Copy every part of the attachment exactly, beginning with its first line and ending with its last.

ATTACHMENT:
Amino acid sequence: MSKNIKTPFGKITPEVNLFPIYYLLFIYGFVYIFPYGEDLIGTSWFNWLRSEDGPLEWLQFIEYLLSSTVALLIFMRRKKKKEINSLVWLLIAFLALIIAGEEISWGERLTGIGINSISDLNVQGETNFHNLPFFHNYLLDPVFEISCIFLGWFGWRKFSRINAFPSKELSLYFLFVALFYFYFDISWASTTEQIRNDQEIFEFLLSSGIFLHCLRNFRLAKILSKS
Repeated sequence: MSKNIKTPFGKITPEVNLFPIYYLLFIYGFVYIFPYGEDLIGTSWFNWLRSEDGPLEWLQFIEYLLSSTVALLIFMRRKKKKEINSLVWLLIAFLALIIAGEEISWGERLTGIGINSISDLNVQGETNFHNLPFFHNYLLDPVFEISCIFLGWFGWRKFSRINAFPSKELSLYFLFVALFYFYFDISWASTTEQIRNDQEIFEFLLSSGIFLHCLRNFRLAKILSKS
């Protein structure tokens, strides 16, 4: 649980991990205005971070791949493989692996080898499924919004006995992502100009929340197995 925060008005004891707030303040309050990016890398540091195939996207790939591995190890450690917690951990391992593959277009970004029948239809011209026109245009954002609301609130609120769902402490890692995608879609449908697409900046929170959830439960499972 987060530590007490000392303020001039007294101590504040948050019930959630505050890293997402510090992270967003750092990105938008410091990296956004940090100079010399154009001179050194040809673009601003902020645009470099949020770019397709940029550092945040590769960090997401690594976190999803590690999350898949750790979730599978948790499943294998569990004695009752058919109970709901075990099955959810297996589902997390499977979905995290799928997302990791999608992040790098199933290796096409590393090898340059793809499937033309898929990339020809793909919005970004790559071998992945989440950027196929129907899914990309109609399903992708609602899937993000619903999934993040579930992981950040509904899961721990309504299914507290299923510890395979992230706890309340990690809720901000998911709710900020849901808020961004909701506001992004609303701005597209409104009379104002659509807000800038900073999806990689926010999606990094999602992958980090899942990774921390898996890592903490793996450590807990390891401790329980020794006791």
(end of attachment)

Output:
Amino acid sequence: MSKNIKTPFGKITPEVNLFPIYYLLFIYGFVYIFPYGEDLIGTSWFNWLRSEDGPLEWLQFIEYLLSSTVALLIFMRRKKKKEINSLVWLLIAFLALIIAGEEISWGERLTGIGINSISDLNVQGETNFHNLPFFHNYLLDPVFEISCIFLGWFGWRKFSRINAFPSKELSLYFLFVALFYFYFDISWASTTEQIRNDQEIFEFLLSSGIFLHCLRNFRLAKILSKS
Repeated sequence: MSKNIKTPFGKITPEVNLFPIYYLLFIYGFVYIFPYGEDLIGTSWFNWLRSEDGPLEWLQFIEYLLSSTVALLIFMRRKKKKEINSLVWLLIAFLALIIAGEEISWGERLTGIGINSISDLNVQGETNFHNLPFFHNYLLDPVFEISCIFLGWFGWRKFSRINAFPSKELSLYFLFVALFYFYFDISWASTTEQIRNDQEIFEFLLSSGIFLHCLRNFRLAKILSKS
């Protein structure tokens, strides 16, 4: 649980991990205005971070791949493989692996080898499924919004006995992502100009929340197995 925060008005004891707030303040309050990016890398540091195939996207790939591995190890450690917690951990391992593959277009970004029948239809011209026109245009954002609301609130609120769902402490890692995608879609449908697409900046929170959830439960499972 987060530590007490000392303020001039007294101590504040948050019930959630505050890293997402510090992270967003750092990105938008410091990296956004940090100079010399154009001179050194040809673009601003902020645009470099949020770019397709940029550092945040590769960090997401690594976190999803590690999350898949750790979730599978948790499943294998569990004695009752058919109970709901075990099955959810297996589902997390499977979905995290799928997302990791999608992040790098199933290796096409590393090898340059793809499937033309898929990339020809793909919005970004790559071998992945989440950027196929129907899914990309109609399903992708609602899937993000619903999934993040579930992981950040509904899961721990309504299914507290299923510890395979992230706890309340990690809720901000998911709710900020849901808020961004909701506001992004609303701005597209409104009379104002659509807000800038900073999806990689926010999606990094999602992958980090899942990774921390898996890592903490793996450590807990390891401790329980020794006791």